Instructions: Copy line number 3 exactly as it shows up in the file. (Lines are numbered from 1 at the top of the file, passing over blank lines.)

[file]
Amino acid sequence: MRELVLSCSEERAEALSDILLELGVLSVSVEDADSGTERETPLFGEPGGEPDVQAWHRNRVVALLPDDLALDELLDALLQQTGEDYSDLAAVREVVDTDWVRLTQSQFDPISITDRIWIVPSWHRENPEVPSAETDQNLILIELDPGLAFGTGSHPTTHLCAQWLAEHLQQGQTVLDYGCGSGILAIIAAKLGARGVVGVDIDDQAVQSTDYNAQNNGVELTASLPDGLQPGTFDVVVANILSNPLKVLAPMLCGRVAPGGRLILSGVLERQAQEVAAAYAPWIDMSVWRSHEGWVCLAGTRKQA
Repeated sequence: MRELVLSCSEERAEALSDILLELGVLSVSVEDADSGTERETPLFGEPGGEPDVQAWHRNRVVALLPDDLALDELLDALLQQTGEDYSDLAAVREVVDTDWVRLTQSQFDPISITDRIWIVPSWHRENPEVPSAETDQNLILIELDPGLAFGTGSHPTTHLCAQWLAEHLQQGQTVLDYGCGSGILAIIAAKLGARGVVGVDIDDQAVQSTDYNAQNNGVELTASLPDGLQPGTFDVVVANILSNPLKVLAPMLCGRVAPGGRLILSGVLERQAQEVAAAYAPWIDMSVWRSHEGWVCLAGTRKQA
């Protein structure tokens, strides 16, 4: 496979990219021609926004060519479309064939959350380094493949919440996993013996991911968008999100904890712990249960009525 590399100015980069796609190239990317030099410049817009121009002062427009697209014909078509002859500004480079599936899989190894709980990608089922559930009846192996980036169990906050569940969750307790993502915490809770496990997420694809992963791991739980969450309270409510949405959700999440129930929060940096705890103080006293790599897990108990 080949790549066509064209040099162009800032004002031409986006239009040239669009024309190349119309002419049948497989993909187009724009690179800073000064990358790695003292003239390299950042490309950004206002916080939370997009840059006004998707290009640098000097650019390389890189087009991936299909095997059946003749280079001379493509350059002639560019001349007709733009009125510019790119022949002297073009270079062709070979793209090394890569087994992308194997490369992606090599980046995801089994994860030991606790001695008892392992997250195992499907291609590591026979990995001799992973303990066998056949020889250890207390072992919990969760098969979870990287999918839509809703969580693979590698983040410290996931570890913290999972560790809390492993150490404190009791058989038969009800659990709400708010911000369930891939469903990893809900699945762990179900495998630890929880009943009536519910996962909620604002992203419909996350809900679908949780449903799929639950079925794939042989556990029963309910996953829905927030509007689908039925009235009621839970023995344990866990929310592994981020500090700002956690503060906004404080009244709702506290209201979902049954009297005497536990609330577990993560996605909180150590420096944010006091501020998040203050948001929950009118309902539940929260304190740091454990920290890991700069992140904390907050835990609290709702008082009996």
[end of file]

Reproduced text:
């Protein structure tokens, strides 16, 4: 496979990219021609926004060519479309064939959350380094493949919440996993013996991911968008999100904890712990249960009525 590399100015980069796609190239990317030099410049817009121009002062427009697209014909078509002859500004480079599936899989190894709980990608089922559930009846192996980036169990906050569940969750307790993502915490809770496990997420694809992963791991739980969450309270409510949405959700999440129930929060940096705890103080006293790599897990108990 080949790549066509064209040099162009800032004002031409986006239009040239669009024309190349119309002419049948497989993909187009724009690179800073000064990358790695003292003239390299950042490309950004206002916080939370997009840059006004998707290009640098000097650019390389890189087009991936299909095997059946003749280079001379493509350059002639560019001349007709733009009125510019790119022949002297073009270079062709070979793209090394890569087994992308194997490369992606090599980046995801089994994860030991606790001695008892392992997250195992499907291609590591026979990995001799992973303990066998056949020889250890207390072992919990969760098969979870990287999918839509809703969580693979590698983040410290996931570890913290999972560790809390492993150490404190009791058989038969009800659990709400708010911000369930891939469903990893809900699945762990179900495998630890929880009943009536519910996962909620604002992203419909996350809900679908949780449903799929639950079925794939042989556990029963309910996953829905927030509007689908039925009235009621839970023995344990866990929310592994981020500090700002956690503060906004404080009244709702506290209201979902049954009297005497536990609330577990993560996605909180150590420096944010006091501020998040203050948001929950009118309902539940929260304190740091454990920290890991700069992140904390907050835990609290709702008082009996």